The animals were of different ages, but at comparable points in their life spans. For example, the mole-rats, which live 28 years, were two years old. The mice, which live about 3.5 years, were six months old. The study determined the levels of T3 and T4 for each animal.

T4 levels vary the most

T4 levels varied significantly between all of the groups, with the shorter-lived groups having higher levels of T4 than longer-lived groups. The mice, for example, had twice as much T4 as the Damara mole-rats and had and three times more than that of the naked mole-rats, Pinto reported. There was also a significant difference in T3 levels between the naked mole-rats and the guinea pigs, but not between any of the other groups

"These hormone concentration differences correlate with maximum species lifespan and suggest an important regulatory role of thyroid hormone in longevity," the researchers concluded. However, because T3, levels did not differ significantly among all the groups, further research in this area using larger sample sizes (numbers of rodents in each group) is needed, Pinto said.


Story Source:

The above story is based on materials provided by American Physiological Society. Note: Materials may be edited for content and length.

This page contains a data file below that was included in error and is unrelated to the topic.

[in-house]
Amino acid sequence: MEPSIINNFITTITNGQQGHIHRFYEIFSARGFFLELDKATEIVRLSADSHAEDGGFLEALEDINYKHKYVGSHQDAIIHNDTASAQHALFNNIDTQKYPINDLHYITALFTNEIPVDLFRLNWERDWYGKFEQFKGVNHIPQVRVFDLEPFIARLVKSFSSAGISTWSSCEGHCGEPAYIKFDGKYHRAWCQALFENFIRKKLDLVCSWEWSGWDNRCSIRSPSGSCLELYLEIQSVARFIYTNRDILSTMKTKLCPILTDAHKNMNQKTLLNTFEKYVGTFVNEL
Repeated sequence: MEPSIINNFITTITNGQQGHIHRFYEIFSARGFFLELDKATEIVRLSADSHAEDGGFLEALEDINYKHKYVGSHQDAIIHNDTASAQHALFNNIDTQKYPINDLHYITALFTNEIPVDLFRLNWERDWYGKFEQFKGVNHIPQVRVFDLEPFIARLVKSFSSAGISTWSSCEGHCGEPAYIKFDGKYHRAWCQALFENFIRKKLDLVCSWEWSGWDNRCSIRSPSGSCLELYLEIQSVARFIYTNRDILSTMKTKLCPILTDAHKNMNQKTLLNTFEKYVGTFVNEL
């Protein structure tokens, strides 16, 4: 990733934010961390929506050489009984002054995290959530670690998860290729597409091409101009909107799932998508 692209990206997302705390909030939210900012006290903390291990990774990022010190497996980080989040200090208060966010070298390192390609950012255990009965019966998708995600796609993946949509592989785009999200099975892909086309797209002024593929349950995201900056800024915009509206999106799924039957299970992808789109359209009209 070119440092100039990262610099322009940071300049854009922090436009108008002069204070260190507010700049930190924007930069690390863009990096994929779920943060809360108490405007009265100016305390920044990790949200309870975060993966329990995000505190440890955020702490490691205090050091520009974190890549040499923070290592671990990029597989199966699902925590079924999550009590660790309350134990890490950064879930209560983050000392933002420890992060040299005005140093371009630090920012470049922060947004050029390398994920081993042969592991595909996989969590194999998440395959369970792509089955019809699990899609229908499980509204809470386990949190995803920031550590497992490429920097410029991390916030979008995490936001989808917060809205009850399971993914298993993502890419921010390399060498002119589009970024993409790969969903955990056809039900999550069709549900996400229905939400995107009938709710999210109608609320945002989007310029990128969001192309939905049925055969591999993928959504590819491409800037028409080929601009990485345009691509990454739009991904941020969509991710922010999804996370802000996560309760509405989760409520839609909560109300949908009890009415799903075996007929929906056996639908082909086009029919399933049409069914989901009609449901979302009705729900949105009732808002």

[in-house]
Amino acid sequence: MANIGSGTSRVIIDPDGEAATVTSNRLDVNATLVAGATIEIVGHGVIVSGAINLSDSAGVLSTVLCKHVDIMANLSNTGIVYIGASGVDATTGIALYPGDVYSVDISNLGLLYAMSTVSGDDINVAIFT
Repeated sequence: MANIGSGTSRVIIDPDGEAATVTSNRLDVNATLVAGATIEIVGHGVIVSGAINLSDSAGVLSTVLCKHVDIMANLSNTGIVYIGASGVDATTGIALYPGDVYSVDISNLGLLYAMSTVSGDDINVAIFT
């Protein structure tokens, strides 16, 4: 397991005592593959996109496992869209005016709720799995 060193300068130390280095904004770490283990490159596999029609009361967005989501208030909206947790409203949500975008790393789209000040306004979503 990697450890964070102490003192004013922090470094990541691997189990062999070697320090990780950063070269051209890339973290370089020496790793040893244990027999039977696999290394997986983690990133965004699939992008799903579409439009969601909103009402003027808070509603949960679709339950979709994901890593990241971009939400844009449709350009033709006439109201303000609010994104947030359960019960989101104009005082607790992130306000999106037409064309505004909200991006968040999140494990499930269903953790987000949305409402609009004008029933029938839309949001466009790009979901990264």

Cite This Page:

American Physiological Society. "Longer-lived Rodents Have Lower Levels Of Thyroid Hormone." ScienceDaily. ScienceDaily, 12 October 2006. <www.sciencedaily.com/releases/2006/10/061010022316.htm>.
American Physiological Society. (2006, October 12). Longer-lived Rodents Have Lower Levels Of Thyroid Hormone. ScienceDaily. Retrieved October 25, 2014 from www.sciencedaily.com/releases/2006/10/061010022316.htm
American Physiological Society. "Longer-lived Rodents Have Lower Levels Of Thyroid Hormone." ScienceDaily. www.sciencedaily.com/releases/2006/10/061010022316.htm (accessed October 25, 2014).

Share This



More Health & Medicine News

Saturday, October 25, 2014

Featured Research

from universities, journals, and other organizations


Featured Videos

from AP, Reuters, AFP, and other news services

IKEA Desk Converts From Standing to Sitting With One Button

IKEA Desk Converts From Standing to Sitting With One Button